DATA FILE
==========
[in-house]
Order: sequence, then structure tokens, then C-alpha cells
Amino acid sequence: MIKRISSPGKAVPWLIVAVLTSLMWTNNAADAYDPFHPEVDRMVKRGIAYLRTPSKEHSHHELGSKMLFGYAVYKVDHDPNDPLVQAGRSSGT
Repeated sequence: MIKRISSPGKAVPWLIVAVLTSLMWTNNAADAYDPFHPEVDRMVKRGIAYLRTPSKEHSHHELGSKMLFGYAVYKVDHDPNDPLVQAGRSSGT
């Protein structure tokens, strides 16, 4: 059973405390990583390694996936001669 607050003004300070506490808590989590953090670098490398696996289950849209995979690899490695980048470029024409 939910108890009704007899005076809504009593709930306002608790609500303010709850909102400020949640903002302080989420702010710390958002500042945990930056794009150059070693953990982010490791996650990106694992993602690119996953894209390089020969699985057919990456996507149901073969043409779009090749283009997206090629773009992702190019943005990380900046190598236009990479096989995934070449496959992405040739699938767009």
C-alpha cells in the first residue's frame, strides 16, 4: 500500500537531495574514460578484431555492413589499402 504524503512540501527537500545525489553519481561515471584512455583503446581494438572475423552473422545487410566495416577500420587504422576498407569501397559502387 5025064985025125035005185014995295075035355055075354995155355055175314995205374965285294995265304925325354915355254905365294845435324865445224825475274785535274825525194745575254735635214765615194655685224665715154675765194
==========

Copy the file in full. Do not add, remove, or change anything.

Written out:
[in-house]
Order: sequence, then structure tokens, then C-alpha cells
Amino acid sequence: MIKRISSPGKAVPWLIVAVLTSLMWTNNAADAYDPFHPEVDRMVKRGIAYLRTPSKEHSHHELGSKMLFGYAVYKVDHDPNDPLVQAGRSSGT
Repeated sequence: MIKRISSPGKAVPWLIVAVLTSLMWTNNAADAYDPFHPEVDRMVKRGIAYLRTPSKEHSHHELGSKMLFGYAVYKVDHDPNDPLVQAGRSSGT
């Protein structure tokens, strides 16, 4: 059973405390990583390694996936001669 607050003004300070506490808590989590953090670098490398696996289950849209995979690899490695980048470029024409 939910108890009704007899005076809504009593709930306002608790609500303010709850909102400020949640903002302080989420702010710390958002500042945990930056794009150059070693953990982010490791996650990106694992993602690119996953894209390089020969699985057919990456996507149901073969043409779009090749283009997206090629773009992702190019943005990380900046190598236009990479096989995934070449496959992405040739699938767009």
C-alpha cells in the first residue's frame, strides 16, 4: 500500500537531495574514460578484431555492413589499402 504524503512540501527537500545525489553519481561515471584512455583503446581494438572475423552473422545487410566495416577500420587504422576498407569501397559502387 5025064985025125035005185014995295075035355055075354995155355055175314995205374965285294995265304925325354915355254905365294845435324865445224825475274785535274825525194745575254735635214765615194655685224665715154675765194